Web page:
Leavitt Says States Will Save More Under ‘Clawback’
States' "clawback" payments to the federal government could be about $700 million less than expected this year because of greater use of generic drugs and competition among Medicare drug plans, HHS Secretary Mike Leavitt said on Thursday in a statement, CQ HealthBeat reports (CQ HealthBeat, 2/9).
Under the 2003 Medicare law, Medicare assumes prescription drug costs for dual eligibles -- individuals eligible for both Medicaid and Medicare -- and states will have to pay the federal government as much as 90% of the estimated amount that they would have spent on Medicaid coverage for medications for dual eligibles. The rate will decrease to 75% over time (California Healthline, 2/3).
States' clawback payments will be 25% less than previously anticipated through 2015, Leavitt said. According to CQ HealthBeat, the announcement "comes on the heels" of CMS' announcement last week that the Medicare drug benefit will cost $7.6 billion less in 2006 than previously estimated (CQ HealthBeat, 2/9).
CMS Administrator Mark McClellan said last week that the net cost to the federal government of the Medicare prescription drug benefit in 2006 is projected to be $30.5 billion, 20% less than the government's previous estimate of $38.1 billion.
In addition, McClellan said the average monthly premium for beneficiaries now is estimated to be about $25, down from a previous estimate of about $32.20 per month. He attributed the decreased costs to drug plans that are offering lower premiums than expected and to the fact that beneficiaries "are choosing the plans that offer them the best deal."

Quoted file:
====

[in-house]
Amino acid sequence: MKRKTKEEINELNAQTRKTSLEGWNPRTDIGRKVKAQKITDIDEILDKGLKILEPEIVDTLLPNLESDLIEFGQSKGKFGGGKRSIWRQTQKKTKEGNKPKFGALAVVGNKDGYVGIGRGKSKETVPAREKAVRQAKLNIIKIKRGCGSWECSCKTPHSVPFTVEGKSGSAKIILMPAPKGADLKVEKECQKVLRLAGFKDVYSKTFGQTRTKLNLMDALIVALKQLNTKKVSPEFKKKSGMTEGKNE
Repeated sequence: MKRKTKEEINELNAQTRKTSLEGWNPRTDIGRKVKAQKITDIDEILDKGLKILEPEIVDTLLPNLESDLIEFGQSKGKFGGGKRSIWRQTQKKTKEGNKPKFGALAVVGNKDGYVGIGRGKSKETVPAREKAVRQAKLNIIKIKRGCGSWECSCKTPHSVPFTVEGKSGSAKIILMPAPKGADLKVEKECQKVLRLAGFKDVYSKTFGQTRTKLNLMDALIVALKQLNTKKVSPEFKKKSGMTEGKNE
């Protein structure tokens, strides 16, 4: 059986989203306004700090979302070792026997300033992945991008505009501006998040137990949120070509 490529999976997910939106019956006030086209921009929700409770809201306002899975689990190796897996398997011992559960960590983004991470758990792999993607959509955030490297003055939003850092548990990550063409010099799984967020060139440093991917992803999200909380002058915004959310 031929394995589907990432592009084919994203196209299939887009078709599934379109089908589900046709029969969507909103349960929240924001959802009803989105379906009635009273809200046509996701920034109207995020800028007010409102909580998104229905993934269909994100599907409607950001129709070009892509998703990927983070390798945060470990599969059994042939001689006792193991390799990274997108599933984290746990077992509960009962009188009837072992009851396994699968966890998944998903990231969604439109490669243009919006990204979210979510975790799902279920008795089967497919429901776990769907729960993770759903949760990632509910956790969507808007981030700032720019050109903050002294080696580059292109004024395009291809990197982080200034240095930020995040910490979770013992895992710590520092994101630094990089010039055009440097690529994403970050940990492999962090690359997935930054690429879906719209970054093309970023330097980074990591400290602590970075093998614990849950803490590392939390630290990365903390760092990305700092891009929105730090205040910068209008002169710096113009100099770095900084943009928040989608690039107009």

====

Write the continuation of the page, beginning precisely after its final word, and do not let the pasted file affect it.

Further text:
McClellan also said "stronger-than-expected competition with lower drug costs" contributed to the reduced cost projections (American Health Line, 2/3).
The Detroit Free Press on Friday examined differing estimates over how many Medicare beneficiaries have enrolled in the new benefit. HHS says 24 million of the 42 million eligible Medicare beneficiaries are enrolled in the program, while others say only 3.6 million beneficiaries have voluntarily enrolled, according to the Free Press.
According to CMS, as of Jan. 13, 14.2 million U.S. residents were enrolled in Medicare drug plans, including more than 10 million who were automatically enrolled. CMS also counts in its total figure of 24 million an additional 10 million federal retirees and Medicare-age retirees who receive prescription drug coverage through their employers.
Although neither group receives prescription drug benefits through Medicare, HHS "claims them as covered beneficiaries because the government system 'provides a safety net for them" and because Medicare provides subsidies to employers who retain retiree drug coverage, the Free Press reports.
Sen. Debbie Stabenow (D-Mich.) said on Thursday, "The enrollment numbers for the new Medicare prescription drug program are inflated and misleading. This is just one more indication that the drug benefit is not working as it was intended or as it is being portrayed."
CMS spokesperson Robert Herskovitz said, "It's too early to say where we're going to be in the next couple of months" with enrollment, adding, "Remember, early on, we were telling people to take time and learn about the plans" (Merx, Detroit Free Press, 2/10).
Philadelphia Inquirer: The Inquirer on Thursday examined how many independent pharmacists "are facing a cash crunch" from providing no-cost medications to Medicare beneficiaries whose enrollment in the new Medicare drug benefit could not be verified. According to the Inquirer, some pharmacists have given out tens of thousands of dollars worth of medication, but the federal government has not yet promised to reimburse private pharmacies for such costs, as it has with states (Pugh, Philadelphia Inquirer, 2/9).
Washington Times: The Times on Thursday examined how many health insurers have had to increase staff to handle problems related to the complexity and popularity of the new drug benefit. Aetna, Cigna and UnitedHealth Group are among the insurers who have made new arrangements to handle the increased customer service needs (Higgins, Washington Times, 2/9).